19 May 2012 Porous materials for optical detection of chemicals, biological molecules, and high-energy radiation
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Abstract
Porous materials offer several advantages for chemical and biomolecular sensing applications. In particular, nanoscale porous materials possess a very large reactive surface area to facilitate the capture of small molecules, and they have the capability to selectively filter out contaminant molecules by size. This paper will provide an overview of the fabrication, functionalization, and application of porous silicon thin films and waveguides, as well as porous gold templates, for the detection of small chemical and biological molecules. Issues of efficient molecule infiltration and capture inside porous materials, binding kinetics in nanoscale pores, the influence of pore size on small molecule detection sensitivity, and the new nanoscale patterning technique of Direct Imprinting of Porous Substrates (DIPS) will be addressed. Additionally, a novel application of porous silicon for detection of x-ray radiation will be introduced.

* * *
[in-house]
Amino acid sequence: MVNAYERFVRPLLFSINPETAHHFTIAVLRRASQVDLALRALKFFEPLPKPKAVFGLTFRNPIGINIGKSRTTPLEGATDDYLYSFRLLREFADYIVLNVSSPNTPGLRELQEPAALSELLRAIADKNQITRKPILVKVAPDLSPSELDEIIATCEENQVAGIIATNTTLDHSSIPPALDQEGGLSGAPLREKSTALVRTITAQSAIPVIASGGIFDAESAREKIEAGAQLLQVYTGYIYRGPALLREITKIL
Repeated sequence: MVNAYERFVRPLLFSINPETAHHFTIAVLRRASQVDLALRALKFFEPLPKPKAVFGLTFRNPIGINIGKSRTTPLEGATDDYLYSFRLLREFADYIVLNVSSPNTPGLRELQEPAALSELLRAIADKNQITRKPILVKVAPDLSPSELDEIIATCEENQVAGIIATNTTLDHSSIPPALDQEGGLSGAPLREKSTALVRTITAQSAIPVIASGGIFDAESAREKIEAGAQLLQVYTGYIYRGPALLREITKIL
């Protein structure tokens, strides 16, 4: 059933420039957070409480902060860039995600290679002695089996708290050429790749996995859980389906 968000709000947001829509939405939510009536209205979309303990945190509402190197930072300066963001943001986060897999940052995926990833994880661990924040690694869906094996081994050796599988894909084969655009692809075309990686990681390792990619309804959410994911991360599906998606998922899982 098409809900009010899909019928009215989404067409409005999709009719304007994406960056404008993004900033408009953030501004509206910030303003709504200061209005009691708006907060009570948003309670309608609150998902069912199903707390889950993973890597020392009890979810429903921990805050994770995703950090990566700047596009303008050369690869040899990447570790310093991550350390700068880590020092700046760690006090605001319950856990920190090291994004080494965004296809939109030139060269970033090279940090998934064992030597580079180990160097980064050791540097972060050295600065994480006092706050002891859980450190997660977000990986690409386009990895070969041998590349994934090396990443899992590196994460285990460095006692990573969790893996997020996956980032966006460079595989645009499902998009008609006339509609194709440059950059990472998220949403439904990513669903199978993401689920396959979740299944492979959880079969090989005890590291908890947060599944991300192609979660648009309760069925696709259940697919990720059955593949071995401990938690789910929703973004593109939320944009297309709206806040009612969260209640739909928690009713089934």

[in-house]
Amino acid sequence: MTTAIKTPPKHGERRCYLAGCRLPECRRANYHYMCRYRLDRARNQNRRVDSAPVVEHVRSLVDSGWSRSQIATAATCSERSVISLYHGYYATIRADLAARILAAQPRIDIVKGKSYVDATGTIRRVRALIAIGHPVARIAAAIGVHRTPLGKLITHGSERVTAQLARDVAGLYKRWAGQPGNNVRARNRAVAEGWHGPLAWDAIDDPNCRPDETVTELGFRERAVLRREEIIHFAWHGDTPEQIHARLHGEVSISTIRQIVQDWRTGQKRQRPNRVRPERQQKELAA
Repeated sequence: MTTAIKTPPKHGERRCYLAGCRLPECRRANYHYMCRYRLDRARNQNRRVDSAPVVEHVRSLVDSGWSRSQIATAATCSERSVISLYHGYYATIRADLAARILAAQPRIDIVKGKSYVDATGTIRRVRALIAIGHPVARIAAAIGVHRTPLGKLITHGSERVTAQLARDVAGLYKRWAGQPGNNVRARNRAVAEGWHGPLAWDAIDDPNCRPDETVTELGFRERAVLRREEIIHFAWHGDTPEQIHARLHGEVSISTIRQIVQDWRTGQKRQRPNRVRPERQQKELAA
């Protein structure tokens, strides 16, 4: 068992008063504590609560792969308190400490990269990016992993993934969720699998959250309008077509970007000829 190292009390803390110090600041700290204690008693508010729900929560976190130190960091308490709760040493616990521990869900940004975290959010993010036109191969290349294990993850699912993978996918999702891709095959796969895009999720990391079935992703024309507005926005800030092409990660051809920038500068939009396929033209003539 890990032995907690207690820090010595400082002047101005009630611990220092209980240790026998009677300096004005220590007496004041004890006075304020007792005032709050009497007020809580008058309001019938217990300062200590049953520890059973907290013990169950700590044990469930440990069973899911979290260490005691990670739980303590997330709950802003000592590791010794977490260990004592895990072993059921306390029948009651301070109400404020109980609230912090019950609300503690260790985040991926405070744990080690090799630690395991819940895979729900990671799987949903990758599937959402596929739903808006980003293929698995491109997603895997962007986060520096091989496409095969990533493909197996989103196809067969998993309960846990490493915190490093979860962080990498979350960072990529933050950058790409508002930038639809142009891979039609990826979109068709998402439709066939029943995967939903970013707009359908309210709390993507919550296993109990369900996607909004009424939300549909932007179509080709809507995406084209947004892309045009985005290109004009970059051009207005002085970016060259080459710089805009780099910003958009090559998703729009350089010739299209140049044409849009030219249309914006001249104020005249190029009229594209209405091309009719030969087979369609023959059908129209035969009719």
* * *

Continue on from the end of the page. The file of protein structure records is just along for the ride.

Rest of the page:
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J. W. Mares, J. W. Mares, X. Wei, X. Wei, S. M. Weiss, S. M. Weiss, "Porous materials for optical detection of chemicals, biological molecules, and high-energy radiation", Proc. SPIE 8376, Photonic Microdevices/Microstructures for Sensing IV, 837609 (19 May 2012); doi: 10.1117/12.918873; https://doi.org/10.1117/12.918873
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